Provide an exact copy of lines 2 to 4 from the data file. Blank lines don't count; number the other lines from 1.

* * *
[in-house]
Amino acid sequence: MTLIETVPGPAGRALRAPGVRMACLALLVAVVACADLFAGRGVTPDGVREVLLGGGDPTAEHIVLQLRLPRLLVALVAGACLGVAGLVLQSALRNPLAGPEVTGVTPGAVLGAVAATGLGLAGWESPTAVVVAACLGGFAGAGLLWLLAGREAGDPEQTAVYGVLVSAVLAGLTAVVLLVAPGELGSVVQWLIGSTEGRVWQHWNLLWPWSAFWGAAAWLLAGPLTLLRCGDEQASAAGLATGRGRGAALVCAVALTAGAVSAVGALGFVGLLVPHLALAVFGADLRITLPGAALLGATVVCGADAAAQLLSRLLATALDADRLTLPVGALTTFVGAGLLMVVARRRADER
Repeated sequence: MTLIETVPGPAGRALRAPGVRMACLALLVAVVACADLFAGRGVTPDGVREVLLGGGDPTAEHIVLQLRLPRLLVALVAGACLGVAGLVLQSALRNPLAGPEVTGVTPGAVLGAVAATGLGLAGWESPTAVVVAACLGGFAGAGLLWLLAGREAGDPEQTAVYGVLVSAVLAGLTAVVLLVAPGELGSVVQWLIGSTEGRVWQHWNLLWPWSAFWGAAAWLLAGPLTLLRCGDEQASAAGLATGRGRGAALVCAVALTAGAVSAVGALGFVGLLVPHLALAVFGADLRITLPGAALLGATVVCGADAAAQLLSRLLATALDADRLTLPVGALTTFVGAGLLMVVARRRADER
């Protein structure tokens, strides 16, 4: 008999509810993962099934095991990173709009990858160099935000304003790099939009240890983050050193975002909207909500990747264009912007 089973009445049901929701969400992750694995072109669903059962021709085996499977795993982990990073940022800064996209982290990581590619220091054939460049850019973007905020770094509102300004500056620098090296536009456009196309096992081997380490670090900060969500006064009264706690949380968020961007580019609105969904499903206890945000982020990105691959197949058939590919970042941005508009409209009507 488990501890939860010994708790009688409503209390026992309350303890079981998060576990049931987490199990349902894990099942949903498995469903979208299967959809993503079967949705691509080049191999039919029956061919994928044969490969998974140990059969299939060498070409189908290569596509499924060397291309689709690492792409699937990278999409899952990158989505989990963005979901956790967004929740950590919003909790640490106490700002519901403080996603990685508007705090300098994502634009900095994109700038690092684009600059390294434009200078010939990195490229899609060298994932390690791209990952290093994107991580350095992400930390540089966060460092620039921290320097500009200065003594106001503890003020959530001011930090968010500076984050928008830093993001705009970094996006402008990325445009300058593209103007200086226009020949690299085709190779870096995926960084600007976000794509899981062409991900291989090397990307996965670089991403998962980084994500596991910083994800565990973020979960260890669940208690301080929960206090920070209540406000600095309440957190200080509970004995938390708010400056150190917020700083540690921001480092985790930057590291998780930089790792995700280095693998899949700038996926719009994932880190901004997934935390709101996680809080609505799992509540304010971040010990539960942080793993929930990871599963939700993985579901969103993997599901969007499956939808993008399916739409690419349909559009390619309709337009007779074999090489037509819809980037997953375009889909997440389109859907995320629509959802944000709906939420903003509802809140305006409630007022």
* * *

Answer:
Amino acid sequence: MTLIETVPGPAGRALRAPGVRMACLALLVAVVACADLFAGRGVTPDGVREVLLGGGDPTAEHIVLQLRLPRLLVALVAGACLGVAGLVLQSALRNPLAGPEVTGVTPGAVLGAVAATGLGLAGWESPTAVVVAACLGGFAGAGLLWLLAGREAGDPEQTAVYGVLVSAVLAGLTAVVLLVAPGELGSVVQWLIGSTEGRVWQHWNLLWPWSAFWGAAAWLLAGPLTLLRCGDEQASAAGLATGRGRGAALVCAVALTAGAVSAVGALGFVGLLVPHLALAVFGADLRITLPGAALLGATVVCGADAAAQLLSRLLATALDADRLTLPVGALTTFVGAGLLMVVARRRADER
Repeated sequence: MTLIETVPGPAGRALRAPGVRMACLALLVAVVACADLFAGRGVTPDGVREVLLGGGDPTAEHIVLQLRLPRLLVALVAGACLGVAGLVLQSALRNPLAGPEVTGVTPGAVLGAVAATGLGLAGWESPTAVVVAACLGGFAGAGLLWLLAGREAGDPEQTAVYGVLVSAVLAGLTAVVLLVAPGELGSVVQWLIGSTEGRVWQHWNLLWPWSAFWGAAAWLLAGPLTLLRCGDEQASAAGLATGRGRGAALVCAVALTAGAVSAVGALGFVGLLVPHLALAVFGADLRITLPGAALLGATVVCGADAAAQLLSRLLATALDADRLTLPVGALTTFVGAGLLMVVARRRADER
């Protein structure tokens, strides 16, 4: 008999509810993962099934095991990173709009990858160099935000304003790099939009240890983050050193975002909207909500990747264009912007 089973009445049901929701969400992750694995072109669903059962021709085996499977795993982990990073940022800064996209982290990581590619220091054939460049850019973007905020770094509102300004500056620098090296536009456009196309096992081997380490670090900060969500006064009264706690949380968020961007580019609105969904499903206890945000982020990105691959197949058939590919970042941005508009409209009507 488990501890939860010994708790009688409503209390026992309350303890079981998060576990049931987490199990349902894990099942949903498995469903979208299967959809993503079967949705691509080049191999039919029956061919994928044969490969998974140990059969299939060498070409189908290569596509499924060397291309689709690492792409699937990278999409899952990158989505989990963005979901956790967004929740950590919003909790640490106490700002519901403080996603990685508007705090300098994502634009900095994109700038690092684009600059390294434009200078010939990195490229899609060298994932390690791209990952290093994107991580350095992400930390540089966060460092620039921290320097500009200065003594106001503890003020959530001011930090968010500076984050928008830093993001705009970094996006402008990325445009300058593209103007200086226009020949690299085709190779870096995926960084600007976000794509899981062409991900291989090397990307996965670089991403998962980084994500596991910083994800565990973020979960260890669940208690301080929960206090920070209540406000600095309440957190200080509970004995938390708010400056150190917020700083540690921001480092985790930057590291998780930089790792995700280095693998899949700038996926719009994932880190901004997934935390709101996680809080609505799992509540304010971040010990539960942080793993929930990871599963939700993985579901969103993997599901969007499956939808993008399916739409690419349909559009390619309709337009007779074999090489037509819809980037997953375009889909997440389109859907995320629509959802944000709906939420903003509802809140305006409630007022």